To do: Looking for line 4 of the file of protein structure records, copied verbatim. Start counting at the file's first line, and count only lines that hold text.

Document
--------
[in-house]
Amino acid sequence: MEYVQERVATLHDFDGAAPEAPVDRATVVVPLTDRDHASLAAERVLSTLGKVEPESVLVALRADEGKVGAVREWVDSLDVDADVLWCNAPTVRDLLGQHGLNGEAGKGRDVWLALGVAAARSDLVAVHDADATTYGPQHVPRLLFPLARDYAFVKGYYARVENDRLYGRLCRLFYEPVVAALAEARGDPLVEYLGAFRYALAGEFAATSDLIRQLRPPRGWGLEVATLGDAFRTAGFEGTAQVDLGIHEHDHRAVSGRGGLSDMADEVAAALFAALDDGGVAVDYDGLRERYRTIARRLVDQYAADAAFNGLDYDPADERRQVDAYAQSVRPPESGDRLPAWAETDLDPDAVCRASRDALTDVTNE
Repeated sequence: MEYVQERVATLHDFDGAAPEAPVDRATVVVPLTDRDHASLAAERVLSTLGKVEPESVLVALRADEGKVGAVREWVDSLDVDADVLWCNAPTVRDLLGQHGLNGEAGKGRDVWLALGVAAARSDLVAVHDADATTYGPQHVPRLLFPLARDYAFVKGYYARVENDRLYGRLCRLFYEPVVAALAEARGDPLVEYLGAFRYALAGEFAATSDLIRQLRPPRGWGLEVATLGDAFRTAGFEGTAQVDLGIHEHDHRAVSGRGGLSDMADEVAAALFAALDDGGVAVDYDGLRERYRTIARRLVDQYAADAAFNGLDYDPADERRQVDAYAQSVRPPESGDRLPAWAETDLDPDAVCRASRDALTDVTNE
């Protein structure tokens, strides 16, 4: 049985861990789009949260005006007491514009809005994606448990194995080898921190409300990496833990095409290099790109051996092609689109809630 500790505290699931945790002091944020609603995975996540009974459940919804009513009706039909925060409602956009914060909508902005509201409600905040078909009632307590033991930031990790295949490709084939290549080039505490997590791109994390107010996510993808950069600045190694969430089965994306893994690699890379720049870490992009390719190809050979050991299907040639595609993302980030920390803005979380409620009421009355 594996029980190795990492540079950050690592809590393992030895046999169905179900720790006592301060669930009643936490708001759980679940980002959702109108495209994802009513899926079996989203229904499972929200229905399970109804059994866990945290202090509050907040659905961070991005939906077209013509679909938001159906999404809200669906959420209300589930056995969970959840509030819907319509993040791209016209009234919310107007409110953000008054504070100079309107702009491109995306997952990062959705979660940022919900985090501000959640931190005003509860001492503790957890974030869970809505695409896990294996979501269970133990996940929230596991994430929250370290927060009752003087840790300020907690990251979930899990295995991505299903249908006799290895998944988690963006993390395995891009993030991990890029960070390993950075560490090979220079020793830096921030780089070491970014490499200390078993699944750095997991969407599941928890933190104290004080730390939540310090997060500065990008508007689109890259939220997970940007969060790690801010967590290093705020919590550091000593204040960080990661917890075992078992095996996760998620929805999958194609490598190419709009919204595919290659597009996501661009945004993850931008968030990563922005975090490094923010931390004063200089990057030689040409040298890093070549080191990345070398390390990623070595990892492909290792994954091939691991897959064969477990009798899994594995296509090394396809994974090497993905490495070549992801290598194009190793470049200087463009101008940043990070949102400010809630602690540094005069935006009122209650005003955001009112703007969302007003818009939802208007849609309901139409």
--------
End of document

């Protein structure tokens, strides 16, 4: 049985861990789009949260005006007491514009809005994606448990194995080898921190409300990496833990095409290099790109051996092609689109809630 500790505290699931945790002091944020609603995975996540009974459940919804009513009706039909925060409602956009914060909508902005509201409600905040078909009632307590033991930031990790295949490709084939290549080039505490997590791109994390107010996510993808950069600045190694969430089965994306893994690699890379720049870490992009390719190809050979050991299907040639595609993302980030920390803005979380409620009421009355 594996029980190795990492540079950050690592809590393992030895046999169905179900720790006592301060669930009643936490708001759980679940980002959702109108495209994802009513899926079996989203229904499972929200229905399970109804059994866990945290202090509050907040659905961070991005939906077209013509679909938001159906999404809200669906959420209300589930056995969970959840509030819907319509993040791209016209009234919310107007409110953000008054504070100079309107702009491109995306997952990062959705979660940022919900985090501000959640931190005003509860001492503790957890974030869970809505695409896990294996979501269970133990996940929230596991994430929250370290927060009752003087840790300020907690990251979930899990295995991505299903249908006799290895998944988690963006993390395995891009993030991990890029960070390993950075560490090979220079020793830096921030780089070491970014490499200390078993699944750095997991969407599941928890933190104290004080730390939540310090997060500065990008508007689109890259939220997970940007969060790690801010967590290093705020919590550091000593204040960080990661917890075992078992095996996760998620929805999958194609490598190419709009919204595919290659597009996501661009945004993850931008968030990563922005975090490094923010931390004063200089990057030689040409040298890093070549080191990345070398390390990623070595990892492909290792994954091939691991897959064969477990009798899994594995296509090394396809994974090497993905490495070549992801290598194009190793470049200087463009101008940043990070949102400010809630602690540094005069935006009122209650005003955001009112703007969302007003818009939802208007849609309901139409």